This poem, the only good thing to come out of my 20th Century American Poets class, seems to be the kind of thing that would happen at Woodlin, and the kind of thing I would put in the community. Finally, someone who sympathizes with my Dead Animal Count every day of the summer.
THE DEATH OF A TOAD
By Richard Wilbur
A toad the power mower caught,
Chewed and clipped of a leg, with a hobbling hop has got
To the garden verge, and sanctuaried him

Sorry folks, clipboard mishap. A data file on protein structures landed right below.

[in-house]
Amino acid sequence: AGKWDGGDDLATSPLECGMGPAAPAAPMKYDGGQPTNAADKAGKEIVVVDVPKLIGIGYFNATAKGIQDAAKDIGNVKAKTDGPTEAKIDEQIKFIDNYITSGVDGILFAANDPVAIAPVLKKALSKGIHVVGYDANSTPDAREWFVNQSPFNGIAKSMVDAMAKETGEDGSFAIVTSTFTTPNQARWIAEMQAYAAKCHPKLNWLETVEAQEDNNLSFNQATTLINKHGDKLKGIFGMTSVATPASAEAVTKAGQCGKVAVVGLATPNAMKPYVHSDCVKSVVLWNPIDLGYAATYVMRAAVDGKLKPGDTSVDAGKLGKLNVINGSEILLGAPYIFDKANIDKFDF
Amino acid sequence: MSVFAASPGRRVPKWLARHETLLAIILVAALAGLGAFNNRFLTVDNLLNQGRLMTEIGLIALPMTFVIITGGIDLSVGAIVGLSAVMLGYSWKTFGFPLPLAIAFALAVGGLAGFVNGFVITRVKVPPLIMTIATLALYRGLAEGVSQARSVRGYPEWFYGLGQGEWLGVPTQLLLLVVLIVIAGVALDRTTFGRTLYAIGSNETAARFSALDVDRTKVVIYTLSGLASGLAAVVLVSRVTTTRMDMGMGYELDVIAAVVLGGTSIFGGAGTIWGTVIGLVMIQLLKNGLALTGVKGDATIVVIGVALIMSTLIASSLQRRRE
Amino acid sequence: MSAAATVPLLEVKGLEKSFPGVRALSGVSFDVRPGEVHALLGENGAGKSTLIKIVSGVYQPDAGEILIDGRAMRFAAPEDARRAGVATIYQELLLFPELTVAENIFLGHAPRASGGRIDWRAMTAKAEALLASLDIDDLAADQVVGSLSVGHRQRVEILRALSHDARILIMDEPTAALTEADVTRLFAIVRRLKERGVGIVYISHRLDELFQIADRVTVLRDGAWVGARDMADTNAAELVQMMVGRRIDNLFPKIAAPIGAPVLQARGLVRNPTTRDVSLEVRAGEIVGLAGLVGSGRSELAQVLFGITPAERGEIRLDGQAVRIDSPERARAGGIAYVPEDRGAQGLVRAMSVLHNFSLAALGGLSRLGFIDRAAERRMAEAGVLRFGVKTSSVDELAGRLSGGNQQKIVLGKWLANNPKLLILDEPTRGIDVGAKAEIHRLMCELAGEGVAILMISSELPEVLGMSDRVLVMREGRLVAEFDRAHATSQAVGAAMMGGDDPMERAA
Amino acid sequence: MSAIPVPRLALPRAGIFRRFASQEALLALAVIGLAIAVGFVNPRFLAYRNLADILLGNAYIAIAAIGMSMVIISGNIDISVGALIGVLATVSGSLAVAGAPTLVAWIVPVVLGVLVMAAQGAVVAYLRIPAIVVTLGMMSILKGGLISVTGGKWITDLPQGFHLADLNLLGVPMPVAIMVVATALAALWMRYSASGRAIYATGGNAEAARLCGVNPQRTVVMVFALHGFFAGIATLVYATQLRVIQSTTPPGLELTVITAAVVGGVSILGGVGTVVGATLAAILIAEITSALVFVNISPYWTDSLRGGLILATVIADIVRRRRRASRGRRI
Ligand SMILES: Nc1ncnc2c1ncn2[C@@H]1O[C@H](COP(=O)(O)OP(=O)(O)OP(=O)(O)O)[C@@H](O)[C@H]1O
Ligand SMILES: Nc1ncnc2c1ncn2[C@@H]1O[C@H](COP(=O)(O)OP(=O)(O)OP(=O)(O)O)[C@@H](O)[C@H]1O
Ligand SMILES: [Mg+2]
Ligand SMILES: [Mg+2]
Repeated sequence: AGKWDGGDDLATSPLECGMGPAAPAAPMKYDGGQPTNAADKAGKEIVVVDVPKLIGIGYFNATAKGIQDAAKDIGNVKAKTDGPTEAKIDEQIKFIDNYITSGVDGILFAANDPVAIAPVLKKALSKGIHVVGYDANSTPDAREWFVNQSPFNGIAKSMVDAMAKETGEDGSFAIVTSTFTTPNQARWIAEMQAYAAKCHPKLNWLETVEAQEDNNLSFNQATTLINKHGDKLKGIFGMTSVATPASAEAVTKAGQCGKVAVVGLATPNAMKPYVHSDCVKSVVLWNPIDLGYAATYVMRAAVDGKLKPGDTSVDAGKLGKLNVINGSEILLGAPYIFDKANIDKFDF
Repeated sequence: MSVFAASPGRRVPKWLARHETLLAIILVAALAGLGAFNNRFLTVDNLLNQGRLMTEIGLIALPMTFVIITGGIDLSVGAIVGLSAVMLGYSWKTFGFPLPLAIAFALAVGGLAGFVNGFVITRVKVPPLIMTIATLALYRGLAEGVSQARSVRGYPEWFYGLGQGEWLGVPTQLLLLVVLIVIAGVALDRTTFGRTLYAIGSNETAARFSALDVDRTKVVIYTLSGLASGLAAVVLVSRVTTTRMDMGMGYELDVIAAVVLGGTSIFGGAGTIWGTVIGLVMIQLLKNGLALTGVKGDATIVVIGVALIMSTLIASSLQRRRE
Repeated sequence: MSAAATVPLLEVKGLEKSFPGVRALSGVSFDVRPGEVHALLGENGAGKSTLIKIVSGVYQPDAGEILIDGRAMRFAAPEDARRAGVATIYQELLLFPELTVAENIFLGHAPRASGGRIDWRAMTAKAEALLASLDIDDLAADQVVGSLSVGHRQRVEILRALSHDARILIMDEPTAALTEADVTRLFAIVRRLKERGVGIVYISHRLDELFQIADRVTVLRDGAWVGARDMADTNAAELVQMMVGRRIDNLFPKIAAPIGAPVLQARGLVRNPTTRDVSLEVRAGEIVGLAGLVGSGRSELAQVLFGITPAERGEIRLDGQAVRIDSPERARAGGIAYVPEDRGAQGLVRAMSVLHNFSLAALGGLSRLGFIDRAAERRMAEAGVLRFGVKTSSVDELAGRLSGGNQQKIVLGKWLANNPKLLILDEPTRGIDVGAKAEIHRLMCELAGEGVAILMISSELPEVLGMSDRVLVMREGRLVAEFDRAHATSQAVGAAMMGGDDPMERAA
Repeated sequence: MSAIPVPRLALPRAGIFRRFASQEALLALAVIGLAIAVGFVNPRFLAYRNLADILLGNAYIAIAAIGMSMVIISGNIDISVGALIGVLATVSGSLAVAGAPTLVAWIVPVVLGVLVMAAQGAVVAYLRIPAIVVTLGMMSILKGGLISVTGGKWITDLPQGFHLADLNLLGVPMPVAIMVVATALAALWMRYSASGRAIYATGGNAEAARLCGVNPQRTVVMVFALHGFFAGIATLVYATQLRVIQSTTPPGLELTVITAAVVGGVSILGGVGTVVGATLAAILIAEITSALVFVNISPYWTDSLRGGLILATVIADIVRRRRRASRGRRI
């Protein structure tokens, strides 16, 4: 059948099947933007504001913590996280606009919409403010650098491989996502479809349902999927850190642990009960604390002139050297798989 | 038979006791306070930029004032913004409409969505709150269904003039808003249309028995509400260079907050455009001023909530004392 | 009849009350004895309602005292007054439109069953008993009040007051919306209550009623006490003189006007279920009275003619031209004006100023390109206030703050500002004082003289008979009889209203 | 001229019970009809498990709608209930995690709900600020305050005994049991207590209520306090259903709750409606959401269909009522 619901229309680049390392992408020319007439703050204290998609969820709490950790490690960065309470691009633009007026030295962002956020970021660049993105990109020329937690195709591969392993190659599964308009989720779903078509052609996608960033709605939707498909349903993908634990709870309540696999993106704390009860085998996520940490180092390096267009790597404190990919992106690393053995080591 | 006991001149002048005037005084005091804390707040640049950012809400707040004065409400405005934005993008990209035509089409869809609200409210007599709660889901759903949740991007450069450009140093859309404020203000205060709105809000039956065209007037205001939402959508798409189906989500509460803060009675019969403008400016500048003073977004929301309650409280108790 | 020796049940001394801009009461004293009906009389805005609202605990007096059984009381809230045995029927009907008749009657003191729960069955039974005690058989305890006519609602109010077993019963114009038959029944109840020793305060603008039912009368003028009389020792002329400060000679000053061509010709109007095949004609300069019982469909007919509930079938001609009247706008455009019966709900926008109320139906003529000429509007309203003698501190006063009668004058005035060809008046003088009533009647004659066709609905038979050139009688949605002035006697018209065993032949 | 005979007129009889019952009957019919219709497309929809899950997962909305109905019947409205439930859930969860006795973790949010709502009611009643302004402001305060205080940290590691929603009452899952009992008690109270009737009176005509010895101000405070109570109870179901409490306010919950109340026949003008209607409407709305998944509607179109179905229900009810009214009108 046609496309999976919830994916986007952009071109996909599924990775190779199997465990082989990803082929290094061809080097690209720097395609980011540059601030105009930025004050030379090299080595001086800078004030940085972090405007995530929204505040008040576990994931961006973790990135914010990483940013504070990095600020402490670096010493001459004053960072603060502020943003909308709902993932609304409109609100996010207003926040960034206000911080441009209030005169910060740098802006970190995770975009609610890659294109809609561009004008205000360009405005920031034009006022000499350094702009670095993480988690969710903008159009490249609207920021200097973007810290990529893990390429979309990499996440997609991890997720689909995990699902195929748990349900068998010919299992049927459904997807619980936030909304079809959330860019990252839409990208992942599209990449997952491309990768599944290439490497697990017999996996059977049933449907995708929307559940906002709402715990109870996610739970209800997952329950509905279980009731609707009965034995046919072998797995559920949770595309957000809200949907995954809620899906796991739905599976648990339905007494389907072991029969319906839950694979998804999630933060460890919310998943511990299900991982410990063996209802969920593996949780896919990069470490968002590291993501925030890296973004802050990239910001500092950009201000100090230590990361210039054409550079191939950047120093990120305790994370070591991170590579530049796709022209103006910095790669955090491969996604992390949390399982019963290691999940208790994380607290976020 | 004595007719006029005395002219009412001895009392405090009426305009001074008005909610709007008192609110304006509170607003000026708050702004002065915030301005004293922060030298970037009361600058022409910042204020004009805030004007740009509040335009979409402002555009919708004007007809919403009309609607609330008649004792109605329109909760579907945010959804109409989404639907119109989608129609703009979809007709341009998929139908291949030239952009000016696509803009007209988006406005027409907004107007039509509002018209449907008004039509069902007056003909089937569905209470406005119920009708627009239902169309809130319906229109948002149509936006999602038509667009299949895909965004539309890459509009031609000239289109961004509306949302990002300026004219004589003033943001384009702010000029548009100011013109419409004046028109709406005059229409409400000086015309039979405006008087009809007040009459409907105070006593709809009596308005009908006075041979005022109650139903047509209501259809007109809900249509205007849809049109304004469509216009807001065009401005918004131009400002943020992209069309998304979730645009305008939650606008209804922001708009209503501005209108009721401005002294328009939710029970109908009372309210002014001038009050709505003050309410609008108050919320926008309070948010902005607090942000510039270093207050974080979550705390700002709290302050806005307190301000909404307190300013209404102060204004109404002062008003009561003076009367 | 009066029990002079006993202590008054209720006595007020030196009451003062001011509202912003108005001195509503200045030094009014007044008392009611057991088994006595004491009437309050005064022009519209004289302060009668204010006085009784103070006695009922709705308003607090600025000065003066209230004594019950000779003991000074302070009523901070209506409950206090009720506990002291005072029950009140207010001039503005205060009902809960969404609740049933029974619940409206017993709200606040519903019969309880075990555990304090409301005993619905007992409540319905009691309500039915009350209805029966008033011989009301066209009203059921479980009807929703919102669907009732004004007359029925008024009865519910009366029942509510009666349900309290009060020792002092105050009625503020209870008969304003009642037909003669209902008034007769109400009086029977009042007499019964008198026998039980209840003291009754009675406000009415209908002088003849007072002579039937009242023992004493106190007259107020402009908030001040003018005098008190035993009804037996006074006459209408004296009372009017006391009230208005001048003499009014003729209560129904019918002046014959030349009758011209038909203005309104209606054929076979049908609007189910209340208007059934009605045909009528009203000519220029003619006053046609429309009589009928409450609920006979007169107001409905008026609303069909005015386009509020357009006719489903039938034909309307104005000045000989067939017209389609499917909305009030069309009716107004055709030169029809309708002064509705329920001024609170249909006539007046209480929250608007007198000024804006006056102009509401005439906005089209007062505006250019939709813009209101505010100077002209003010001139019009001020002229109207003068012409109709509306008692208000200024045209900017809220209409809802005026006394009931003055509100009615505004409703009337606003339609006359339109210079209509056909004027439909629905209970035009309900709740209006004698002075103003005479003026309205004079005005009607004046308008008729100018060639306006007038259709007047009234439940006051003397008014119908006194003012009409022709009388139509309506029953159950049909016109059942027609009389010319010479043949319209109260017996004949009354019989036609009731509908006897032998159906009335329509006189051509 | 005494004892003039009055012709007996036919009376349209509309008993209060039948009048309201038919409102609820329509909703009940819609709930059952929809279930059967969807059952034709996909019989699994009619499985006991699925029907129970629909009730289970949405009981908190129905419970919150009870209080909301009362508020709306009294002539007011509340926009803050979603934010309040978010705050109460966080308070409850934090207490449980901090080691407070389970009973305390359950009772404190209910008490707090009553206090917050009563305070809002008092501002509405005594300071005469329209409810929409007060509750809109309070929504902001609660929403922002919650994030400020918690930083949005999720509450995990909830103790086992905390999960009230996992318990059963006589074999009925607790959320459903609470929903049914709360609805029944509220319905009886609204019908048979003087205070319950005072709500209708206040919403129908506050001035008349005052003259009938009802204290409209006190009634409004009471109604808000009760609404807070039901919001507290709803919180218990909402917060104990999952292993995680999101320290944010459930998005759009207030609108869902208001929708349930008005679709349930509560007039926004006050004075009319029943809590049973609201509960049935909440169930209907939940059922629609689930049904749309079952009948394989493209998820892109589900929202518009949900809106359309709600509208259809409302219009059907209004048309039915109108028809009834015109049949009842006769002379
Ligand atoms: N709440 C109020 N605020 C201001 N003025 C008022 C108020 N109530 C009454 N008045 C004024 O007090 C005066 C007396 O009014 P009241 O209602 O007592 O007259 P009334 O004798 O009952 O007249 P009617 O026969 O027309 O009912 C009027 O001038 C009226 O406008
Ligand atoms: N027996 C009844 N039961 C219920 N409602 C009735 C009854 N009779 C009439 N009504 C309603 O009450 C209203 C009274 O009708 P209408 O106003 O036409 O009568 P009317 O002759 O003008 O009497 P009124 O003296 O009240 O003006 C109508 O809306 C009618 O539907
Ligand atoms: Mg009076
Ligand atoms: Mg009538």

Under the cineraria leaves, in the shade
Of the ashen and heartshaped leaves, in a dim,
Low, and a final glade.
The rare original heartsbleed goes,
Spends in the earthen hide, in the folds and wizenings, flows
In the gutters of the banked and staring eyes. He lies
As still as if he would return to stone,
And soundlessly attending, dies
Toward some deep monotone,
Toward misted and ebullient seas
And cooling shores, toward lost Amphibia^Rs emperies.
Day dwindles, drowning and at length is gone
In the wide and antique eyes, which still appear
To watch, across the castrate lawn,
The haggard daylight steer.